Has your doctor talked to you about hip replacement surgery due to damage from rheumatoid arthritis (RA)? If so, you’re not alone. Every year, 200,000 people in the U…S. have hip replacements surgery, most often due to osteo- inflammatory arthritis, such as RA, and osteonecrosis or hip fracture. This article will focus on recovering from total hip replacement surgery.
Recovering from total hip replacement surgery
Recovering from a hip replacement is going to challenge you physically and emotionally. It’s a long, slow, and often difficult process. It can wear you down, but remember that the great thing about surgery pain is that it diminishes a little every day until one day, it’s gone.
Dan Malito, who writes Dan’s du Journal for CreakyJoints and the raconteur of TalkingJoints, talked about pre-surgery hip pain. “People will say ‘what’s the worst pain you’ve ever felt?’ Still to this day, even though it’s 20 years ago, it’s that pain of the hip before it was replaced.” Both Dan and myself have had bilateral hip replacements at a young age — me at 16 and Dan at 19 and 21 years old. We both remember the absence of that RA pain after the surgery, even all these years later.
Initially, a physical therapist will come to your house to take you through the first, less challenging exercises to help you get to the point where you can go to a clinic for your physical therapy. That’s when the really hard work starts and there will be times when you won’t be very fond of the person who is making you do these things. But at the end of it all, you’ll love them for pushing you.
And speaking of pain, your RA may flare after the surgery. The surgery is a sort of trauma and, afterwards, your body is highly offended (totally understandable). Your body needs time to simmer down and heal after being cut open. The painkillers you were given at the hospital will help you deal with the pain and you can also use the other techniques you know to deal with flares. Usually, you will be off NSAIDs and maybe your DMARDs or biologics for a while before surgery and it’s a good idea to talk to your surgeon about when you can begin to take your RA meds again. If you’re having a hard time controlling the flare, talk to your rheumatologist or the surgeon.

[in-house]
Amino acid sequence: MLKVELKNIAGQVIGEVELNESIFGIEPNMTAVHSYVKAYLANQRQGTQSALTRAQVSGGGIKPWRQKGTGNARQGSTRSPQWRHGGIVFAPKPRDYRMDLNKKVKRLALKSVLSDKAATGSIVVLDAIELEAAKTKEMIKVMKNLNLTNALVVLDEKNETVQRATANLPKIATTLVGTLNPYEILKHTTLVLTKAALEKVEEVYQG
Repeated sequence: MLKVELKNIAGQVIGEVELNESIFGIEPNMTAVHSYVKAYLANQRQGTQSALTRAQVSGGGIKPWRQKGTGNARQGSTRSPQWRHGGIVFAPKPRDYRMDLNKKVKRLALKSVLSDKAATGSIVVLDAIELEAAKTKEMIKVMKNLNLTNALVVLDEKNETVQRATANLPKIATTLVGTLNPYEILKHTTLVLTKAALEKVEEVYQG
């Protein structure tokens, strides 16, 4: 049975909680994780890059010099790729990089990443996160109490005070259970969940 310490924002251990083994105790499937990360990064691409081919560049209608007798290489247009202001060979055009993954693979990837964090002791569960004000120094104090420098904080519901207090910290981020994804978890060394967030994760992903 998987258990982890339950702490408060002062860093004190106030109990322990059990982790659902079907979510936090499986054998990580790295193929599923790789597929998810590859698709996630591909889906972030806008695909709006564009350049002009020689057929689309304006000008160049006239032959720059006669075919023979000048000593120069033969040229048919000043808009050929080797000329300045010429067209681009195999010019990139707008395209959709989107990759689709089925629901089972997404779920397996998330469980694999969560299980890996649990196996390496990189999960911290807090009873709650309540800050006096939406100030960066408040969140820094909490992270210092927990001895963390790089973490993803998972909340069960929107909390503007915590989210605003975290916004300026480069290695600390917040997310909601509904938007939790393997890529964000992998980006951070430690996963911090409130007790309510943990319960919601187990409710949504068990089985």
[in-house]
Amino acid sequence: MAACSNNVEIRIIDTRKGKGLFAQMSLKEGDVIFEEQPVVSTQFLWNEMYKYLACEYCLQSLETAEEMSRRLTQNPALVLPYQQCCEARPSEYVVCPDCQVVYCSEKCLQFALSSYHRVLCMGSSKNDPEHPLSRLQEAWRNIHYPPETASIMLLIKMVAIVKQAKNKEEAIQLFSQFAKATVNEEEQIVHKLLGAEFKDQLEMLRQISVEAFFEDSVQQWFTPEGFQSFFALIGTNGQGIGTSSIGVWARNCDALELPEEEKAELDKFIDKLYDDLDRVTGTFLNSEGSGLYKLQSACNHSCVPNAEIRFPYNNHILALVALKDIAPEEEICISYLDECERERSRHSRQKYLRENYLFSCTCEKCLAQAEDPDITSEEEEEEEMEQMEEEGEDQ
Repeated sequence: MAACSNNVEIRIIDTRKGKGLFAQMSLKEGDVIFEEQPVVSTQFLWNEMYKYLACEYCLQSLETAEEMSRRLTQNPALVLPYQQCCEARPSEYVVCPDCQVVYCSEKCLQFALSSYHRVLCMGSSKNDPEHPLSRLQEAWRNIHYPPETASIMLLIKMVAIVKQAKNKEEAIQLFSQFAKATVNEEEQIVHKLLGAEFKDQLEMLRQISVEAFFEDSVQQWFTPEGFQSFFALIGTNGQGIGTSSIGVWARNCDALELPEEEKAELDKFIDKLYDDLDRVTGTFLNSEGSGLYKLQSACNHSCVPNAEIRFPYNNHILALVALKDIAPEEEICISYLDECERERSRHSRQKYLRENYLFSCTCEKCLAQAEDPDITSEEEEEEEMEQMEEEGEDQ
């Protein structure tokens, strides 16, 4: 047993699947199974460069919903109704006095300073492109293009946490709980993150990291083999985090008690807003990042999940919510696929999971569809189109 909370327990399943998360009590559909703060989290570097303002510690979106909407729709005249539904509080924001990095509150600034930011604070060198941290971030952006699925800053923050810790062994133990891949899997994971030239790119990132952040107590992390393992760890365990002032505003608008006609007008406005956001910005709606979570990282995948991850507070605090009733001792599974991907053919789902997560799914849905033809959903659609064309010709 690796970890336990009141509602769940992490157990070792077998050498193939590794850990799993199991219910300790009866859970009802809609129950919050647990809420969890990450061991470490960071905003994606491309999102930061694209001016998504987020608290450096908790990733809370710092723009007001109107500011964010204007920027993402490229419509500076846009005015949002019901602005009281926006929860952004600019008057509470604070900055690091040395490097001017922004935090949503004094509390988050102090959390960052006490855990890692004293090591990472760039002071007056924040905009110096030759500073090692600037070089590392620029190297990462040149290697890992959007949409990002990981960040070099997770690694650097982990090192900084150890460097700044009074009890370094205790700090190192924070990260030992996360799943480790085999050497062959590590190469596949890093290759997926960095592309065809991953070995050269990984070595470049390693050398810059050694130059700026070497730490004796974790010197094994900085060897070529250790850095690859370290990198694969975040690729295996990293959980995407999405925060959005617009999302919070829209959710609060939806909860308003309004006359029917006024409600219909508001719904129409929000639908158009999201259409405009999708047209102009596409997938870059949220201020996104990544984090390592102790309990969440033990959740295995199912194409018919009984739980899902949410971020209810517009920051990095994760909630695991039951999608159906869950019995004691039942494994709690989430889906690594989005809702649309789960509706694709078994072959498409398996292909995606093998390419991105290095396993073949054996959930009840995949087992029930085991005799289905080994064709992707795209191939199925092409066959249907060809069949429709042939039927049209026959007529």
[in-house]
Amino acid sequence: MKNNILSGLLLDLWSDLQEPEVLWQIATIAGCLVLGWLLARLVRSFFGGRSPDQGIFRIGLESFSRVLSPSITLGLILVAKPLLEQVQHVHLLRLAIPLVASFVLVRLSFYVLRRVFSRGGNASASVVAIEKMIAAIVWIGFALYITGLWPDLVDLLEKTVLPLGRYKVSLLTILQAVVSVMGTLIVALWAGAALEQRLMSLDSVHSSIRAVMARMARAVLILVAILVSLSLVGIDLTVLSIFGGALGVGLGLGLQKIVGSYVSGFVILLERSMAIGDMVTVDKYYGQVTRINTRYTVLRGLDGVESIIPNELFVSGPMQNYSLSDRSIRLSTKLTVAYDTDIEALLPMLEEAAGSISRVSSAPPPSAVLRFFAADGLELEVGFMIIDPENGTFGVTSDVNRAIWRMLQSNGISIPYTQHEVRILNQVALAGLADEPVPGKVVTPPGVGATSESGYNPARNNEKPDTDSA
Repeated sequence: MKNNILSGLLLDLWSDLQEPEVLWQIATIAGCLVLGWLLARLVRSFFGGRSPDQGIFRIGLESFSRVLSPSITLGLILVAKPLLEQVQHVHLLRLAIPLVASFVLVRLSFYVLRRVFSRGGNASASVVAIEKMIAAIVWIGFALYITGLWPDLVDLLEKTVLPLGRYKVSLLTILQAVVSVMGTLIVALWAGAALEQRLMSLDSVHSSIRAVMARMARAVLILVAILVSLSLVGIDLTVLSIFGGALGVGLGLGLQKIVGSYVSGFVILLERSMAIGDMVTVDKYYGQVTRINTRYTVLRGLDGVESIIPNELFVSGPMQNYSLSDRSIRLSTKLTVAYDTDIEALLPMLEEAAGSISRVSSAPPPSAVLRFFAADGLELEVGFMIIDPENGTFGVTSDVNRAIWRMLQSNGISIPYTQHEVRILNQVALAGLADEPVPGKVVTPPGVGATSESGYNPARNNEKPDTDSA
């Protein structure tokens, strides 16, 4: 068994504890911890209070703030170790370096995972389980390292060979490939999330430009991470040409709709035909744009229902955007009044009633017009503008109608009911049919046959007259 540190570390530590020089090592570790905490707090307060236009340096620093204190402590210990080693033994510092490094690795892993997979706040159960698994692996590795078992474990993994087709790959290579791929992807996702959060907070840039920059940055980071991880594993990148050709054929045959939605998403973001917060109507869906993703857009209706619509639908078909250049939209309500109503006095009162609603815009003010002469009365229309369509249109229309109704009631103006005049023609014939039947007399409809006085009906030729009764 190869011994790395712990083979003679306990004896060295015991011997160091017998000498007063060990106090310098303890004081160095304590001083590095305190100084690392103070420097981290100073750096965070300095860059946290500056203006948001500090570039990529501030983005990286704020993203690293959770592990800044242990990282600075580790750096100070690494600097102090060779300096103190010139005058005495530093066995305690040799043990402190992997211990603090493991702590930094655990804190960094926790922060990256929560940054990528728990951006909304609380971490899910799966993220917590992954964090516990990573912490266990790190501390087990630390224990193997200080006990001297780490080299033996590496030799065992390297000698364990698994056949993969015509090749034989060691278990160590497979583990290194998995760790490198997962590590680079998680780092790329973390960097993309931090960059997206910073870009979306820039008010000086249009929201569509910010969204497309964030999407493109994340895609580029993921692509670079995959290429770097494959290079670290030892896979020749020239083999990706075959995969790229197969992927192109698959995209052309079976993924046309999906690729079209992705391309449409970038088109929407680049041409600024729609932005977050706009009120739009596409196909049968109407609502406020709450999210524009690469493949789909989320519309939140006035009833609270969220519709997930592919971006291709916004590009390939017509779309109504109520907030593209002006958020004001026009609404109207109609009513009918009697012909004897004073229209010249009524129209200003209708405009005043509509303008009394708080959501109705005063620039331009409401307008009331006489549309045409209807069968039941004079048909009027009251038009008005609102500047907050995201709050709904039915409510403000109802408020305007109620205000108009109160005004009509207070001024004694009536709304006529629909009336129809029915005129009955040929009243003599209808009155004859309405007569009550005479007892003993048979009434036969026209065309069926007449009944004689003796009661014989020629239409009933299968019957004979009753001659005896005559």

The emotional reaction
Recovering from this surgery is also an emotional challenge. It is quite normal to, at about the three-week mark, to get really depressed and upset. Let yourself experience the emotions— you’re doing a really hard thing and it’s okay to be frustrated. But also remember that being upset is a good sign. It means that you have recovered enough to not just inch your way through each day.
“That muscle heals really fast,” Dan said. “I am really impatient, so within a month, I was up and around trying the stairs. I wasn’t able to do that before the surgery.” Even though rehabilitation can be hard work, the joy of the pain being gone and being able to start to do things that you couldn’t before the surgery, is going to help you through the times when you are tired and frustrated.
Life after hip replacements
“I wouldn’t have had any kind of life without getting the hips replaced,” Dan said. “By the time I got the hips replaced, not only was there no cartilage left, but it was a jagged bone rubbing up against jagged bone. That should you give you an idea of how painful it was to simply move my hip a couple of degrees. There wasn’t any quality of life.” Even though Dan still lives with severe RA and disability, his hip replacements have given him a great deal of quality of life.
And that’s the key factor of these surgeries. The excruciating pain and lack of mobility that color your life before the surgery are gone. Once you’ve gone through the recovery and rehabilitation processes, your life will be very different. The absence of pain will by itself greatly enhance your quality of life, but the fact that your mobility will be increased will make everything so much better.
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Lene writes the award-winning blog The Seated View. She’s the author of Your Life with Rheumatoid Arthritis: Tools for Managing Treatment, Side Effects and Pain and 7 Facets: A Meditation on Pain.
Lene Andersen is the Community Leader for HealthCentral’s RA Community. Lene (pronounced Lena) is an award-winning writer, health and disability advocate, and photographer living in Toronto. She’s written several books, including Your Life with Rheumatoid Arthritis: Tools for Managing Treatment, Side Effects and Pain, and 7 Facets: A Meditation on Pain, as well as the award-winning blog, The Seated View. Follow Lene on Twitter @TheSeatedView and on Facebook. Watch her story on HealthCentral.